Born in Montréal in 1894, Allie Vibert-Douglas begins her studies in mathematic and physics at McGill University. But, as the intensity of World War I increases, she interrupts her studies to work in the London War Office as a statistician. In 1918, at the age of 23, she is awarded the Order of the British Empire in recognition of her work. After she returns to Montréal, she earns a Bachelor degree in 1920 and a Master degree in 1921. She then continues her education at Cambridge University in England, under the supervision of Sir Arthur Eddington, one of the leading astronomers of its time. In 1925, she is awarded a Ph.D. in astrophysics from McGill University, the first one delivered by a university in Québec, at a time when women astrophysicists could be counted on the fingers of one hand in America. She remains in McGill as a professor for the next 14 years. She is then appointed Dean Of Women at Queens University, where she is influential in having women accepted in engineering and medicine faculties. An asteroid was named after her following her death in 1988.
The naming comes after the efforts of Yvan Dutil, an astrophysicist working for ABB (Analytical and Advanced Solutions) in Québec City. When making researches about the history of astronomy in Québec, Dutil discovered that no feature was named after her on Venus. "This was especially shocking since the IAU decided to use only women names for geographical features on the surface of Venus". To correct this situation, Dutil contacted the Working Group on the Planetary System Nomenclature of the IAU to suggest the name of Vibert-Douglas. It became clear that the suggestion would be rapidly accepted, remembers Yvan Dutil. Within about six months, the name was officially approved by the working group.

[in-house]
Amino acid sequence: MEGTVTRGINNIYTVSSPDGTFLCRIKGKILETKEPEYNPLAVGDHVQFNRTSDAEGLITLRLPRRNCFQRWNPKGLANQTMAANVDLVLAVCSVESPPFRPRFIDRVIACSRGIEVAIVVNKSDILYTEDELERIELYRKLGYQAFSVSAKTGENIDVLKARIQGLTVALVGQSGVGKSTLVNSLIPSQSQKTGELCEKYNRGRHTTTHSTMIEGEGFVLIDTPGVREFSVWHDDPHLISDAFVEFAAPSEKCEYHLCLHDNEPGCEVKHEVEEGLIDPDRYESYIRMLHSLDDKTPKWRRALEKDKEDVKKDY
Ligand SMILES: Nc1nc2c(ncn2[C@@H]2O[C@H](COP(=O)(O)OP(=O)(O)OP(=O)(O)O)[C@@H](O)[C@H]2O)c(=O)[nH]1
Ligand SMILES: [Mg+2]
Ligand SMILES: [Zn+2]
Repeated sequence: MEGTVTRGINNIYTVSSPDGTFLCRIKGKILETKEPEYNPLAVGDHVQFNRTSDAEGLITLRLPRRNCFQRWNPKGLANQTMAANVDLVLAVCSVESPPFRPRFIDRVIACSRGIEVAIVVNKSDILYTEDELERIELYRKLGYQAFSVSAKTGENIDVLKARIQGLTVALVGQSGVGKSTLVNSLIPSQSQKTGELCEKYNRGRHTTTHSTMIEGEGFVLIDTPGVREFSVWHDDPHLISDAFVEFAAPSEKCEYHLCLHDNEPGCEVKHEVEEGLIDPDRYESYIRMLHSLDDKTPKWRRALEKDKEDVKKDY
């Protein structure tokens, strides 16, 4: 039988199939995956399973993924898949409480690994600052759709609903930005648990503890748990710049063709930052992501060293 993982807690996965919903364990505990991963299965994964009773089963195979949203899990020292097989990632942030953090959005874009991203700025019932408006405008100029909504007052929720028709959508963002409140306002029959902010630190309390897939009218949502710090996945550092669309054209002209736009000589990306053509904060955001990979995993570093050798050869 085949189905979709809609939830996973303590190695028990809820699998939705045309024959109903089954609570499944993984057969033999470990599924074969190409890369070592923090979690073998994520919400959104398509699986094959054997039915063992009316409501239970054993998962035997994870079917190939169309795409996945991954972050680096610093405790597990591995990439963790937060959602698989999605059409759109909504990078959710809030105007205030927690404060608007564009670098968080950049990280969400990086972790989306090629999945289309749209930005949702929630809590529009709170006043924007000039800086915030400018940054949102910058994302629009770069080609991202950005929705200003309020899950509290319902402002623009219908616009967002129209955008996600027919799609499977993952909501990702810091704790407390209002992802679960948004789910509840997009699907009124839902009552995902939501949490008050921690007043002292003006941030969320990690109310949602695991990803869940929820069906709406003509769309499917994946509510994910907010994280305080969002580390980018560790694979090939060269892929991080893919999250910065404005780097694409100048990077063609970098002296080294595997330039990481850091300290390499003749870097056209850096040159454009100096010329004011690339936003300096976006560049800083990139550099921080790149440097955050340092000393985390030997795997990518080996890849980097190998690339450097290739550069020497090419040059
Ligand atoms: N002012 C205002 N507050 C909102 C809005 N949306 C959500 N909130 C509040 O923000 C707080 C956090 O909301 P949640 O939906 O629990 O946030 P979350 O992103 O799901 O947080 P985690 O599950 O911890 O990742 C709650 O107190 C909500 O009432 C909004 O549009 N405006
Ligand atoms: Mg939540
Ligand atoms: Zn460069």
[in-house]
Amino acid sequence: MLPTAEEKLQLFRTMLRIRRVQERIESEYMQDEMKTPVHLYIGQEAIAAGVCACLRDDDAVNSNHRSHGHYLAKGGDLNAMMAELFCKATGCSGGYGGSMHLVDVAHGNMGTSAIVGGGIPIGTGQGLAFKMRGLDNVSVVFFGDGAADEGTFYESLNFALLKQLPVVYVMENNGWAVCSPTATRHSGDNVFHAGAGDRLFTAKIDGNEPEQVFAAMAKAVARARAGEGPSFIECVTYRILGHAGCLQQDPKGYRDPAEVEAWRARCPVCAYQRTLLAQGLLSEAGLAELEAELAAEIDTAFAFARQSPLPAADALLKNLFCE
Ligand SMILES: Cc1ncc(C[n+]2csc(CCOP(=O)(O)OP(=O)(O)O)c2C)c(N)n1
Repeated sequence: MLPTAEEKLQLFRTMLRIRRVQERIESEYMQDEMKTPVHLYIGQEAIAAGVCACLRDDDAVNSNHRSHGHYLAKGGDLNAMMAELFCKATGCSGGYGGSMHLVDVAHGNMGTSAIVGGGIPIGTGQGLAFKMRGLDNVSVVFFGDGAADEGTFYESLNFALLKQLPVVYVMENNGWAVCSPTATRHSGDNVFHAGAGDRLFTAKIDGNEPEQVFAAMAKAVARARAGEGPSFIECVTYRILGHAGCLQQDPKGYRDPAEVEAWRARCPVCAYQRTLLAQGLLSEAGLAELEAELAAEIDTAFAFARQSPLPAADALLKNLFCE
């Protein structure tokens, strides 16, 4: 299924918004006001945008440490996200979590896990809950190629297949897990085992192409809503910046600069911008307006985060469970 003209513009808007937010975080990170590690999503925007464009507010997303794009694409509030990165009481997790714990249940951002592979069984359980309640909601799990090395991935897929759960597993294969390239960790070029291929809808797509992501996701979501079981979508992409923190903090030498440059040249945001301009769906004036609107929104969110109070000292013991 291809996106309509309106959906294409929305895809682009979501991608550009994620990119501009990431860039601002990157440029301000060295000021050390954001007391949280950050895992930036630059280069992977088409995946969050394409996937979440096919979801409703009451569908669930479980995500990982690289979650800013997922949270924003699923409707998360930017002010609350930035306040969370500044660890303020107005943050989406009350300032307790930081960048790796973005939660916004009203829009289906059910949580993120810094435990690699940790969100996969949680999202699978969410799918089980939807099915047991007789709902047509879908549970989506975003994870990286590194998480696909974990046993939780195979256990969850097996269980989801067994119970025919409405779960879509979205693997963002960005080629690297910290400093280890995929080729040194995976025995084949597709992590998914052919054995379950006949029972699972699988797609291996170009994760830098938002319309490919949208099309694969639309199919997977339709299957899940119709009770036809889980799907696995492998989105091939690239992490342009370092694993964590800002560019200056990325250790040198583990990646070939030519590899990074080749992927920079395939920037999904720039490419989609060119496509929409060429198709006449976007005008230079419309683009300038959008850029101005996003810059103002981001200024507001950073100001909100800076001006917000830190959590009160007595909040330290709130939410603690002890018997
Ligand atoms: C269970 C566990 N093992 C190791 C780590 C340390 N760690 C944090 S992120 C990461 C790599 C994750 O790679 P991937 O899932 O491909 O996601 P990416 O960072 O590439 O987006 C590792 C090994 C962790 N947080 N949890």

On Venus, large craters (more than 20 km in diameter) are named after famous women, and small craters after given feminine names. All other types of features are named after feminine mythological characters. Since there was no longer any large crater available, the name as been given to a Patera, a term used to described irregular craters, or a complex one with scalloped edges; probably of tectonic origin. The Vibert-Douglas Patera is located at 11.6 South latitude, 194.3 East longitude. It is an almost circular depression with a diameter of 45 km.
With the Working Group on the Planetary System Nomenclature approval, the name becomes international nomenclature with provisional status, until its official adoption during the forthcoming General Assembly of the IAU in Sydney, Australia, in 2003.
For additional information, Yvan Dutil can be reached at:
Tél. (418) 653-2910 (home)
(418) 877-2944 ext 226 (office)